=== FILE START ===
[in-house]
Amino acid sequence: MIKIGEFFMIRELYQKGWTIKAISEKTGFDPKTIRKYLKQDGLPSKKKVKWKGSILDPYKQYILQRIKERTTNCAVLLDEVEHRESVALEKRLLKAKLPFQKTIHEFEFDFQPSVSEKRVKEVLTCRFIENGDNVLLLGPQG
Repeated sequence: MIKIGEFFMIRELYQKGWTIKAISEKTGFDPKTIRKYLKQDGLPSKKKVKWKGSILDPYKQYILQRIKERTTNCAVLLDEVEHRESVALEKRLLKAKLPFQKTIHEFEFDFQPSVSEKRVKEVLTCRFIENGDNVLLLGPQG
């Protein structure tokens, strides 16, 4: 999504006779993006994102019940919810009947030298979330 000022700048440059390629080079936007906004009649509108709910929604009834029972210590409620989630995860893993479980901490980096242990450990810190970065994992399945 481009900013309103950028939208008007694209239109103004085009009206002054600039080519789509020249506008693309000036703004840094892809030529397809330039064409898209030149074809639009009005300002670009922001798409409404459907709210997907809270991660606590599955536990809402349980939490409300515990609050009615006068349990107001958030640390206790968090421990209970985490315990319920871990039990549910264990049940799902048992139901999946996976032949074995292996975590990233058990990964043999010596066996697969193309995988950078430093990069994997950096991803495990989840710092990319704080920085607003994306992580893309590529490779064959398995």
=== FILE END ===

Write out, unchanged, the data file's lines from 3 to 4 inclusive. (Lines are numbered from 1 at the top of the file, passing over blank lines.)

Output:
Repeated sequence: MIKIGEFFMIRELYQKGWTIKAISEKTGFDPKTIRKYLKQDGLPSKKKVKWKGSILDPYKQYILQRIKERTTNCAVLLDEVEHRESVALEKRLLKAKLPFQKTIHEFEFDFQPSVSEKRVKEVLTCRFIENGDNVLLLGPQG
């Protein structure tokens, strides 16, 4: 999504006779993006994102019940919810009947030298979330 000022700048440059390629080079936007906004009649509108709910929604009834029972210590409620989630995860893993479980901490980096242990450990810190970065994992399945 481009900013309103950028939208008007694209239109103004085009009206002054600039080519789509020249506008693309000036703004840094892809030529397809330039064409898209030149074809639009009005300002670009922001798409409404459907709210997907809270991660606590599955536990809402349980939490409300515990609050009615006068349990107001958030640390206790968090421990209970985490315990319920871990039990549910264990049940799902048992139901999946996976032949074995292996975590990233058990990964043999010596066996697969193309995988950078430093990069994997950096991803495990989840710092990319704080920085607003994306992580893309590529490779064959398995």